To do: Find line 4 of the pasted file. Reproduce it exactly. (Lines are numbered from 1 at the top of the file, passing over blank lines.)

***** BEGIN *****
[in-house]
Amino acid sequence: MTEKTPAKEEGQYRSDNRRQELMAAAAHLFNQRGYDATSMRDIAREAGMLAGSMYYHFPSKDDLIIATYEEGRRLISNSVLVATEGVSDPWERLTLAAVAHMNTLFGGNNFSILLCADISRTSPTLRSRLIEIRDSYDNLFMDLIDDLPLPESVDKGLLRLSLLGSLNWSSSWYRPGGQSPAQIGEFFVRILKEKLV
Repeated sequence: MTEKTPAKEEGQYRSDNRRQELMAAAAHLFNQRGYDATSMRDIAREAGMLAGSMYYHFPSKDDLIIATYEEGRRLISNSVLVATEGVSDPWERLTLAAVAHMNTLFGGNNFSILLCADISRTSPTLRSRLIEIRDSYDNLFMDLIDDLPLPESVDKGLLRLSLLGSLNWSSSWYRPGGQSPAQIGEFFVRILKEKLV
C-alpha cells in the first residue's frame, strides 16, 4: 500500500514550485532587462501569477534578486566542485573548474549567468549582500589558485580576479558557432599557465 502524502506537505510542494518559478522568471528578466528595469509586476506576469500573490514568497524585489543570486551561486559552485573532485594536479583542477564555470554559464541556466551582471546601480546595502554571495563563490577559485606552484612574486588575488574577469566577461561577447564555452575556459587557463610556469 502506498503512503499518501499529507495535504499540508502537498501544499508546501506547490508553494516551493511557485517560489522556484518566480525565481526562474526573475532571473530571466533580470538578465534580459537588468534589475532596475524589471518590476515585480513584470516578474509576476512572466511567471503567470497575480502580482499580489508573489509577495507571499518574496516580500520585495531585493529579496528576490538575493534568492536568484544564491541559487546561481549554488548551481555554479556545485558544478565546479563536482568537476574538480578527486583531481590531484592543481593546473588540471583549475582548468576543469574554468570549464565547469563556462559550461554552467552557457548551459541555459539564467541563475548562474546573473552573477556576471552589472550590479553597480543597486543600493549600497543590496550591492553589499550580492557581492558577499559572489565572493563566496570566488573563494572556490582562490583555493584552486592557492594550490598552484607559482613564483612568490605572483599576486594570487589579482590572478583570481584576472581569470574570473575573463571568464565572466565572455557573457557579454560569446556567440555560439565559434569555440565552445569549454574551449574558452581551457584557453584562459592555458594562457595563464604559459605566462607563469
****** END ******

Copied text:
C-alpha cells in the first residue's frame, strides 16, 4: 500500500514550485532587462501569477534578486566542485573548474549567468549582500589558485580576479558557432599557465 502524502506537505510542494518559478522568471528578466528595469509586476506576469500573490514568497524585489543570486551561486559552485573532485594536479583542477564555470554559464541556466551582471546601480546595502554571495563563490577559485606552484612574486588575488574577469566577461561577447564555452575556459587557463610556469 502506498503512503499518501499529507495535504499540508502537498501544499508546501506547490508553494516551493511557485517560489522556484518566480525565481526562474526573475532571473530571466533580470538578465534580459537588468534589475532596475524589471518590476515585480513584470516578474509576476512572466511567471503567470497575480502580482499580489508573489509577495507571499518574496516580500520585495531585493529579496528576490538575493534568492536568484544564491541559487546561481549554488548551481555554479556545485558544478565546479563536482568537476574538480578527486583531481590531484592543481593546473588540471583549475582548468576543469574554468570549464565547469563556462559550461554552467552557457548551459541555459539564467541563475548562474546573473552573477556576471552589472550590479553597480543597486543600493549600497543590496550591492553589499550580492557581492558577499559572489565572493563566496570566488573563494572556490582562490583555493584552486592557492594550490598552484607559482613564483612568490605572483599576486594570487589579482590572478583570481584576472581569470574570473575573463571568464565572466565572455557573457557579454560569446556567440555560439565559434569555440565552445569549454574551449574558452581551457584557453584562459592555458594562457595563464604559459605566462607563469